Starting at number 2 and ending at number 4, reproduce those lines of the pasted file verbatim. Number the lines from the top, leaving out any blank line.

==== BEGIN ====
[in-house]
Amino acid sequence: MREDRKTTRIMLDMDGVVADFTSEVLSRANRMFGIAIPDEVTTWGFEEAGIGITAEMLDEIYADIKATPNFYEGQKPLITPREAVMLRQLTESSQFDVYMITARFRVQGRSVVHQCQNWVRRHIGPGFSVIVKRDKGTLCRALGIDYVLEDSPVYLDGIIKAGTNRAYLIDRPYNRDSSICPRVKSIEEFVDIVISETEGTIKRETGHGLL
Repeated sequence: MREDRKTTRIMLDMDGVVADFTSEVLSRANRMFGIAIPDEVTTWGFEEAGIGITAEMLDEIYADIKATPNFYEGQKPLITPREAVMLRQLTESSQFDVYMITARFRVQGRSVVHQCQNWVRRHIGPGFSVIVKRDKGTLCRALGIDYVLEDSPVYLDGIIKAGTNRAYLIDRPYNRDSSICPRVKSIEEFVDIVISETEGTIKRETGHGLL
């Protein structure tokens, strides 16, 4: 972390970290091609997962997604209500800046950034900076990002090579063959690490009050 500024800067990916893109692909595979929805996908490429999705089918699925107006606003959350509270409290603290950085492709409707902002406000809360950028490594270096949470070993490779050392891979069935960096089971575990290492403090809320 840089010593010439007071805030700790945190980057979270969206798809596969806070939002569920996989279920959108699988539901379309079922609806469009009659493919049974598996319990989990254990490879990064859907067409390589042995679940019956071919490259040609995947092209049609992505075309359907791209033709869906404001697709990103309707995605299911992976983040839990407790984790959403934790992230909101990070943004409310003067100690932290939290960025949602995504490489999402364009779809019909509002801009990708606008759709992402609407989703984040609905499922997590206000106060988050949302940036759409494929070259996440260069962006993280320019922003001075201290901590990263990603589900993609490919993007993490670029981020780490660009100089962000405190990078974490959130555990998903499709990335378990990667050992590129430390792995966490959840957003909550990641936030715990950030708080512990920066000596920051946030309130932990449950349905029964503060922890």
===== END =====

Amino acid sequence: MREDRKTTRIMLDMDGVVADFTSEVLSRANRMFGIAIPDEVTTWGFEEAGIGITAEMLDEIYADIKATPNFYEGQKPLITPREAVMLRQLTESSQFDVYMITARFRVQGRSVVHQCQNWVRRHIGPGFSVIVKRDKGTLCRALGIDYVLEDSPVYLDGIIKAGTNRAYLIDRPYNRDSSICPRVKSIEEFVDIVISETEGTIKRETGHGLL
Repeated sequence: MREDRKTTRIMLDMDGVVADFTSEVLSRANRMFGIAIPDEVTTWGFEEAGIGITAEMLDEIYADIKATPNFYEGQKPLITPREAVMLRQLTESSQFDVYMITARFRVQGRSVVHQCQNWVRRHIGPGFSVIVKRDKGTLCRALGIDYVLEDSPVYLDGIIKAGTNRAYLIDRPYNRDSSICPRVKSIEEFVDIVISETEGTIKRETGHGLL
């Protein structure tokens, strides 16, 4: 972390970290091609997962997604209500800046950034900076990002090579063959690490009050 500024800067990916893109692909595979929805996908490429999705089918699925107006606003959350509270409290603290950085492709409707902002406000809360950028490594270096949470070993490779050392891979069935960096089971575990290492403090809320 840089010593010439007071805030700790945190980057979270969206798809596969806070939002569920996989279920959108699988539901379309079922609806469009009659493919049974598996319990989990254990490879990064859907067409390589042995679940019956071919490259040609995947092209049609992505075309359907791209033709869906404001697709990103309707995605299911992976983040839990407790984790959403934790992230909101990070943004409310003067100690932290939290960025949602995504490489999402364009779809019909509002801009990708606008759709992402609407989703984040609905499922997590206000106060988050949302940036759409494929070259996440260069962006993280320019922003001075201290901590990263990603589900993609490919993007993490670029981020780490660009100089962000405190990078974490959130555990998903499709990335378990990667050992590129430390792995966490959840957003909550990641936030715990950030708080512990920066000596920051946030309130932990449950349905029964503060922890």